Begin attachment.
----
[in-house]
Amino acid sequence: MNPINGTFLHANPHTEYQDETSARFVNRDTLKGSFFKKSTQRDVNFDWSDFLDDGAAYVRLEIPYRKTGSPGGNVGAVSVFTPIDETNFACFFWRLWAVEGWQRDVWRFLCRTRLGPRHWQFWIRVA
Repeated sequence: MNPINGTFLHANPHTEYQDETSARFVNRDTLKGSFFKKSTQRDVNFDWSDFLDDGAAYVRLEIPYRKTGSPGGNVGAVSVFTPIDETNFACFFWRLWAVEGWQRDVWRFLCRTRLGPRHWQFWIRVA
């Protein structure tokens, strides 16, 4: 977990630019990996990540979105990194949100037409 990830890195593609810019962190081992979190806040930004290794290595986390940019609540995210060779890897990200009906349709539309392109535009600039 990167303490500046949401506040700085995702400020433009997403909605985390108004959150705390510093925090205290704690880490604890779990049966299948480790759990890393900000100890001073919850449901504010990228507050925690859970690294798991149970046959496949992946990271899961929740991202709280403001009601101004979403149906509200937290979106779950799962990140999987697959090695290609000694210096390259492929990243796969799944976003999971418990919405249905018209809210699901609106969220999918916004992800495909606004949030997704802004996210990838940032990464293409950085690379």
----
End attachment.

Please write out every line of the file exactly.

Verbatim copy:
[in-house]
Amino acid sequence: MNPINGTFLHANPHTEYQDETSARFVNRDTLKGSFFKKSTQRDVNFDWSDFLDDGAAYVRLEIPYRKTGSPGGNVGAVSVFTPIDETNFACFFWRLWAVEGWQRDVWRFLCRTRLGPRHWQFWIRVA
Repeated sequence: MNPINGTFLHANPHTEYQDETSARFVNRDTLKGSFFKKSTQRDVNFDWSDFLDDGAAYVRLEIPYRKTGSPGGNVGAVSVFTPIDETNFACFFWRLWAVEGWQRDVWRFLCRTRLGPRHWQFWIRVA
């Protein structure tokens, strides 16, 4: 977990630019990996990540979105990194949100037409 990830890195593609810019962190081992979190806040930004290794290595986390940019609540995210060779890897990200009906349709539309392109535009600039 990167303490500046949401506040700085995702400020433009997403909605985390108004959150705390510093925090205290704690880490604890779990049966299948480790759990890393900000100890001073919850449901504010990228507050925690859970690294798991149970046959496949992946990271899961929740991202709280403001009601101004979403149906509200937290979106779950799962990140999987697959090695290609000694210096390259492929990243796969799944976003999971418990919405249905018209809210699901609106969220999918916004992800495909606004949030997704802004996210990838940032990464293409950085690379």